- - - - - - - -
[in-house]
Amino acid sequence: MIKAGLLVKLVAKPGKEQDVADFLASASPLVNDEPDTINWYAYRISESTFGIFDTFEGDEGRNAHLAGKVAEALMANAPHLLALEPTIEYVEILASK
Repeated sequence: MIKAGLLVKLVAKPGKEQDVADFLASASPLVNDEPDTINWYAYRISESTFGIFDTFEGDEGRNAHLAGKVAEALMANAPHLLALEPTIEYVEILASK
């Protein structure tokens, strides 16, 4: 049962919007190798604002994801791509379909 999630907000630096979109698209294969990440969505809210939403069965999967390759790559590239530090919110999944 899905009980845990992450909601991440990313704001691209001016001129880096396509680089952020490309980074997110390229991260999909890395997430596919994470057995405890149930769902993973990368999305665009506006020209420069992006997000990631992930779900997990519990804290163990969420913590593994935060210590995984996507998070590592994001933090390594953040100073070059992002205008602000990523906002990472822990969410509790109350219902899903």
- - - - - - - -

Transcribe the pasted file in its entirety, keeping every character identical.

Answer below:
[in-house]
Amino acid sequence: MIKAGLLVKLVAKPGKEQDVADFLASASPLVNDEPDTINWYAYRISESTFGIFDTFEGDEGRNAHLAGKVAEALMANAPHLLALEPTIEYVEILASK
Repeated sequence: MIKAGLLVKLVAKPGKEQDVADFLASASPLVNDEPDTINWYAYRISESTFGIFDTFEGDEGRNAHLAGKVAEALMANAPHLLALEPTIEYVEILASK
């Protein structure tokens, strides 16, 4: 049962919007190798604002994801791509379909 999630907000630096979109698209294969990440969505809210939403069965999967390759790559590239530090919110999944 899905009980845990992450909601991440990313704001691209001016001129880096396509680089952020490309980074997110390229991260999909890395997430596919994470057995405890149930769902993973990368999305665009506006020209420069992006997000990631992930779900997990519990804290163990969420913590593994935060210590995984996507998070590592994001933090390594953040100073070059992002205008602000990523906002990472822990969410509790109350219902899903």